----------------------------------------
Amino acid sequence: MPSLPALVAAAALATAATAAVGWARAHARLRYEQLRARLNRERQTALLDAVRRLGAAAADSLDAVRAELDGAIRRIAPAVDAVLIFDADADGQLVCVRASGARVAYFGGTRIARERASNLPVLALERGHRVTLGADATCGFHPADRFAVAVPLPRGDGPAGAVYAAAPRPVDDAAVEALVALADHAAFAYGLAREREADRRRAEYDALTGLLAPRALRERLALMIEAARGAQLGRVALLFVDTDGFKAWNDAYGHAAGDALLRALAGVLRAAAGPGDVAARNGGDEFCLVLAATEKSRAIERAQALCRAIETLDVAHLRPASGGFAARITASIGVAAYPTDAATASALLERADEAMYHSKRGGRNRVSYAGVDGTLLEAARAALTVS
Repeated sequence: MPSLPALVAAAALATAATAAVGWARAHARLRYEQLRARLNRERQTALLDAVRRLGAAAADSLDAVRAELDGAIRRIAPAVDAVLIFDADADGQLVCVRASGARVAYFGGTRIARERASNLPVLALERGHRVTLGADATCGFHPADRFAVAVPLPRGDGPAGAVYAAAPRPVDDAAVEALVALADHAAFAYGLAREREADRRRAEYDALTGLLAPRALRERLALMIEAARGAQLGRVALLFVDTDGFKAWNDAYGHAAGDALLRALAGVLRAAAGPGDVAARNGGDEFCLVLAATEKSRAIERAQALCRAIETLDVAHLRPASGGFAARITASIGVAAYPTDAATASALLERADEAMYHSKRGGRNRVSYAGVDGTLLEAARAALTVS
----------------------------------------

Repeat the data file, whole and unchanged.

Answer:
Amino acid sequence: MPSLPALVAAAALATAATAAVGWARAHARLRYEQLRARLNRERQTALLDAVRRLGAAAADSLDAVRAELDGAIRRIAPAVDAVLIFDADADGQLVCVRASGARVAYFGGTRIARERASNLPVLALERGHRVTLGADATCGFHPADRFAVAVPLPRGDGPAGAVYAAAPRPVDDAAVEALVALADHAAFAYGLAREREADRRRAEYDALTGLLAPRALRERLALMIEAARGAQLGRVALLFVDTDGFKAWNDAYGHAAGDALLRALAGVLRAAAGPGDVAARNGGDEFCLVLAATEKSRAIERAQALCRAIETLDVAHLRPASGGFAARITASIGVAAYPTDAATASALLERADEAMYHSKRGGRNRVSYAGVDGTLLEAARAALTVS
Repeated sequence: MPSLPALVAAAALATAATAAVGWARAHARLRYEQLRARLNRERQTALLDAVRRLGAAAADSLDAVRAELDGAIRRIAPAVDAVLIFDADADGQLVCVRASGARVAYFGGTRIARERASNLPVLALERGHRVTLGADATCGFHPADRFAVAVPLPRGDGPAGAVYAAAPRPVDDAAVEALVALADHAAFAYGLAREREADRRRAEYDALTGLLAPRALRERLALMIEAARGAQLGRVALLFVDTDGFKAWNDAYGHAAGDALLRALAGVLRAAAGPGDVAARNGGDEFCLVLAATEKSRAIERAQALCRAIETLDVAHLRPASGGFAARITASIGVAAYPTDAATASALLERADEAMYHSKRGGRNRVSYAGVDGTLLEAARAALTVS